The mind is like a richly..
The mind is like a richly woven tapestry in which the colors are distilled from the experiences of the senses, and the design drawn from the convolutions of the intellect.
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The properties of people and the properties of character have almost nothing to do with each other. They really don't. I know it seems like they do because we look alike, but people don't speak in dialogue. Their lives don't unfold in a series of scenes that form a narrative arc.
At 30 a man should know himself like the palm of his hand, know the exact number of his defects and qualities, know how far he can go, foretell his failures - be what he is. And, above all, accept these things.
I'm not an impressionist, per se, but if you do any kind of comedy - and they ask you to do that, most of the time - there's some degree of appreciation, I think, involving somebody you like.
'Steve Jobs' is my seventh movie. I believe, if you added them up, I don't think there is more than a total of 10 minutes that takes place in a person's home. They're all in offices, courtrooms, laboratories, things like that.
I remember during my lifetime I would meet women, and it was almost like God would say to me, 'Now, this woman here is not the one you are going to end up with, but she is going to be a lot like this woman; look at this woman, study this woman.' And when my wife showed up, He was like, 'You recognize her now?'
I'm more comfortable writing traditional protagonists. But 'Steve Jobs' and 'The Social Network' have antiheroes. I like to write antiheroes as if they're making their case to God about why they should be allowed into heaven. I have to find something in that character that is like me and write to that.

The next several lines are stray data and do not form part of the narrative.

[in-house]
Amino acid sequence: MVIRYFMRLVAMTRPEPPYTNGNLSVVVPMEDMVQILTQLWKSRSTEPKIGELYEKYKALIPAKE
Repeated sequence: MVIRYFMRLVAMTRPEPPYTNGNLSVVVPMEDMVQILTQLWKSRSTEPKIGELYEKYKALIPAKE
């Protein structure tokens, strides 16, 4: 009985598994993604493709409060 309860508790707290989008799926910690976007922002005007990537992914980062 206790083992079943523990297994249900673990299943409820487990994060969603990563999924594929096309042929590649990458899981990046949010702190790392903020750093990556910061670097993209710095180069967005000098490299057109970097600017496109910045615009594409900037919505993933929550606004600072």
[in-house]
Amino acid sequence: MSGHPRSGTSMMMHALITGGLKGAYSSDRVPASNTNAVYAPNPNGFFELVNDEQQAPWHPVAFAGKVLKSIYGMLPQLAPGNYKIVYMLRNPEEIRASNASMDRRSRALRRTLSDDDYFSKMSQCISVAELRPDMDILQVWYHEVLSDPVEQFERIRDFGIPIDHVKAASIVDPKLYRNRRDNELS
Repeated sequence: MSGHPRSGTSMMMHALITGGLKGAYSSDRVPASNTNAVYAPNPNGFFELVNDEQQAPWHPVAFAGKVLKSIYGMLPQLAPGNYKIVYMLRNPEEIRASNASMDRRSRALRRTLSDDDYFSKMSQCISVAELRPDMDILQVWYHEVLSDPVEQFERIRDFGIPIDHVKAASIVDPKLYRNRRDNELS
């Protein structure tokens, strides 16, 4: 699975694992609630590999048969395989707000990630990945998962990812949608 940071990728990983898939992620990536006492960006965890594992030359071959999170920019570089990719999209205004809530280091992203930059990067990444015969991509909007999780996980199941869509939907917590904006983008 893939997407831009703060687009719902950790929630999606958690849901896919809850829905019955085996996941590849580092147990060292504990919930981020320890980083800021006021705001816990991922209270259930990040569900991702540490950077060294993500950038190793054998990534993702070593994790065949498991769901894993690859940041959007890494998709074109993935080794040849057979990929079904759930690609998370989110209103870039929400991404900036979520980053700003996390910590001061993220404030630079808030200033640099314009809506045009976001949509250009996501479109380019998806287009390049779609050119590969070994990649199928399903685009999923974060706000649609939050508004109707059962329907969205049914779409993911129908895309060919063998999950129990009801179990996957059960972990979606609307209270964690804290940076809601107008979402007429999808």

I've had a relatively charmed life. I loved to be out in the city. New York was my town. I've had people come up to me and say, 'You're a great New Yorker. You've given your time and money to so many New York charities. You're a great supporter of the arts. I like some of your movies - and some of your movies suck, actually.'
You know, one of the things I like about this world, or at least I like about the way we're presenting this world, is these issues are terribly complicated - not nearly as black and white as we're led to believe.
Every man needs slaves like he needs clean air. To rule is to breathe, is it not? And even the most disenfranchised get to breathe. The lowest on the social scale have their spouses or their children.
I always like to break out and address the audience. In 'The History Boys', for instance, without any ado, the boys will suddenly turn and talk to the audience and then go back into the action. I find it more adventurous doing it in prose than on the stage, but I like being able to make the reader suddenly sit up.
Christmas time! That man must be a misanthrope indeed, in whose breast something like a jovial feeling is not roused - in whose mind some pleasant associations are not awakened - by the recurrence of Christmas.
A person who can't pay gets another person who can't pay to guarantee that he can pay. Like a person with two wooden legs getting another person with two wooden legs to guarantee that he has got two natural legs. It don't make either of them able to do a walking-match.
Like all of Latin America, Mexico after independence in 1821 turned its back on a triple heritage: on the Spanish heritage, because we were newly liberated colonies, and on our Indian and black heritages, because we considered them backward and barbaric. We looked towards France, England and the U.S., to become progressive democratic republics.
I believe in books that do not go to a ready-made public. I'm looking for readers I would like to make. To win them, to create readers rather than to give something that readers are expecting. That would bore me to death.
Living is like working out a long addition sum, and if you make a mistake in the first two totals you will never find the right answer. It means involving oneself in a complicated chain of circumstances.